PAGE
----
3. In the nineteenth century, Afghanistan was a borderland between two great empires—the Russian, which pushed south through Central Asia, and the British, which pushed north from the Indus Valley. Did this relationship between the empires influence the development of the modern Afghan state?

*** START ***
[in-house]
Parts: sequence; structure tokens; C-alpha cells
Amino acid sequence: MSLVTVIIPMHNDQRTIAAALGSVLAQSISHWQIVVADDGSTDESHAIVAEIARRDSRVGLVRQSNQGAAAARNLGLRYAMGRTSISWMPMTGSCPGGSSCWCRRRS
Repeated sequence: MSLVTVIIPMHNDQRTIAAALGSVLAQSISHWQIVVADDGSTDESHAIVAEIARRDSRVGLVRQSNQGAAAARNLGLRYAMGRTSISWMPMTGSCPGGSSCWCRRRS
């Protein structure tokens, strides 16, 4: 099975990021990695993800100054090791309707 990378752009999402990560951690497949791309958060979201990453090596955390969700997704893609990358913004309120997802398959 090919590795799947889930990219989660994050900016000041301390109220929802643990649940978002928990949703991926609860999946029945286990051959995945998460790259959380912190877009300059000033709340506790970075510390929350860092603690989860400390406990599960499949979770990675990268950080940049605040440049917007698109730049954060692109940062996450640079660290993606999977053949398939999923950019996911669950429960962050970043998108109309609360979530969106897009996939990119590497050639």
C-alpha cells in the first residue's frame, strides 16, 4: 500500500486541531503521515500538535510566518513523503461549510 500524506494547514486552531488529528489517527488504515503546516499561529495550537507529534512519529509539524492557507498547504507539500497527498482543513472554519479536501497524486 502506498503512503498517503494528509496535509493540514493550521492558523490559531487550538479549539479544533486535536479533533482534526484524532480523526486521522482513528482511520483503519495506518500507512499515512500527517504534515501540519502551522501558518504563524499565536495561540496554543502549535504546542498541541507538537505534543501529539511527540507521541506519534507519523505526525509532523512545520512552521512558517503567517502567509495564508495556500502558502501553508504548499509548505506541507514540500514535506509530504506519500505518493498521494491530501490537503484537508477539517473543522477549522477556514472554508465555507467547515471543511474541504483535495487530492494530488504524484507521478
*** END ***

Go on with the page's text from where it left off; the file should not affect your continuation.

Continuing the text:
Afghan rulers in the nineteenth century were most threatened by the expansion of the British, who feared that Afghanistan might serve as a staging zone for invasions against India. Napoleon’s invasion of Egypt prompted their first contacts with the Afghans, but as the French threat receded it was replaced by fear that Russian expansion into Central Asia was part of a long term plan to take India from its rightful European occupier, a fear that was replaced by German threats in the First and Second World Wars. The British alternated between an aggressive Forward Policy that called for the direct incorporation of Afghanistan into British India and a more passive approach that favored an independent Afghan buffer state. The British mounted two wars against Afghanistan (1839-42, 1878-80) to rule the place directly, but these ended badly enough that the governments in London switched to the indirect approach at the end of each war. While the British remained a constant threat, they were able to preserve Afghanistan against other rivals. They forced Iran to give up its claim on Herat. According to one perhaps apocryphal tale, the Russian tsar accepted Afghanistan’s existing northern border because he did not realize where the mountains ended. The British were less charitable on the Indian frontier, demanding that Amir Abdur Rahman (1880-1901) cede what would become the Northwest Frontier Province in 1893. (The Afghans never accepted the legitimacy of the so-called Durand Line, and it remains the biggest dispute between Pakistan and Afghanistan to this day.) In return the British gave the amir the arms and money needed to create the modern state of Afghanistan, one that achieved full independence from British oversight in 1919 under King Amanullah. While there was some talk of incorporating northern Afghanistan into the Soviet Union in the 1980s, this never came to pass. In a bit of historical irony that would have pleased its nineteenth-century rulers, Afghanistan outlasted both the British raj that ended in 1947 and the Soviet Union that dissolved in 1991.